Risk Warning: CFDs are complex instruments and come with a high risk of losing money rapidly due to leverage. 62.5% of retail investor accounts lose money when trading CFDs with this provider. You should consider whether you understand how CFDs work and whether you can afford to take the high risk of losing your money.



Cutting-Edge Market Commentary for Informed Strategy Making


Fears of a globalized recession take their toll on financial markets. The greenback took advantage of the risk-averse scenario and soared. The risk of a US recession is above 70%, according to analysts. German Economy Minister Robert Habeck noted that the energy industry crisis could have a negative impact on financial markets. He did not rule out intervening gas prices. Since Russia curbed its gas flows to the country, Germany fears a complete blackout of Moscow’s provision, as Russia will temporarily shut down the NordStream-1 pipeline on July 11 for annual maintenance. The country moved to alert level two in June and may soon move over intervening energy markets.


US major indices fell early on Wednesday after the market staged a sharp intraday rebound in the previous session, as falling Treasury yields provided a boost to growth-oriented technology stocks. Futures contracts tied to the three major indexes all traded in negative territory. In regular trading on Tuesday, US stocks came well off the day’s lows, with the Nasdaq Composite gaining 1.75% and the S&P 500 adding 0.16%.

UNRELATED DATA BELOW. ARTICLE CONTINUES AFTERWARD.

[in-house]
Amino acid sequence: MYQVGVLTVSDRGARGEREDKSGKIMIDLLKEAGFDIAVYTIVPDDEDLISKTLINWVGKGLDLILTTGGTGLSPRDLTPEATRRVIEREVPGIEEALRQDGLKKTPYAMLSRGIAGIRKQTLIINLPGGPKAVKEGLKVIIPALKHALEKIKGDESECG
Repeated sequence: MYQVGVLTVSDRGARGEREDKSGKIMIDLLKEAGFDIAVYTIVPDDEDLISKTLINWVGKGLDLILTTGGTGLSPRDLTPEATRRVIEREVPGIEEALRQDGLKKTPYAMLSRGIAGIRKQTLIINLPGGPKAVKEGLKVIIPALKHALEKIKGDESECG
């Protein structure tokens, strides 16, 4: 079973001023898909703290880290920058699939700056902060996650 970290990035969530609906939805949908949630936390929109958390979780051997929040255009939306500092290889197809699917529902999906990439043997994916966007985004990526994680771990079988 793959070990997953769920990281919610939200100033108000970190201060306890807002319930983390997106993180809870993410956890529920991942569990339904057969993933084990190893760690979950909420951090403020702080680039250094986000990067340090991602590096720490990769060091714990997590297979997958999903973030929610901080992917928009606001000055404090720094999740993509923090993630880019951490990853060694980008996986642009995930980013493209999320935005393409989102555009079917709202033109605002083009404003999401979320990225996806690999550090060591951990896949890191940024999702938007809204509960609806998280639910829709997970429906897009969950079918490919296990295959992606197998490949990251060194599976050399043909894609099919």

European stock markets traded higher Wednesday, rebounding strongly with investors seeking bargains after the previous session’s slump on increasing recession fears. The DAX in Germany traded 1.5% higher, the CAC 40 in France rose 1.7%, and the UK’s FTSE 100 gained 1.8%. The pan-European Stoxx 600 jumped 1.3% by mid-morning, with retail stocks adding 2.6% to lead gains as almost all sectors and major bourses traded in positive territory. Banks bucked the upward trend to shed 0.4%.

Greater China stock indexes led losses as Covid concerns resurfaced, while Asia-Pacific markets traded lower on Wednesday. Oil futures rose after plunging overnight. Hong Kong’s Hang Seng index slipped 2.57% while Mainland China markets also declined. The Shanghai Composite shed 2.07%, and the Shenzhen Component lost 1.8%. Japan’s Nikkei 225 fell about 1% and the S&P/ASX 200 in Australia was 0.34% lower.


 The dollar index held above 107 on Wednesday, hovering near its highest levels in 20 years, as mounting recession fears drove investors towards the safe-haven dollar and out of risk-sensitive currencies and commodities. Such economic fears were driven by aggressive interest rate hikes among major central banks aimed at curbing high inflation.

• Following a brief consolidation phase, EUR/USD came under strong bearish pressure during the European trading hours and dropped below 1.0200 for the first time since December 2002. The pair is already down nearly 3% since the beginning of July. Investors grow increasingly concerned over the energy crisis causing the European economy to tip into recession before the end of the year.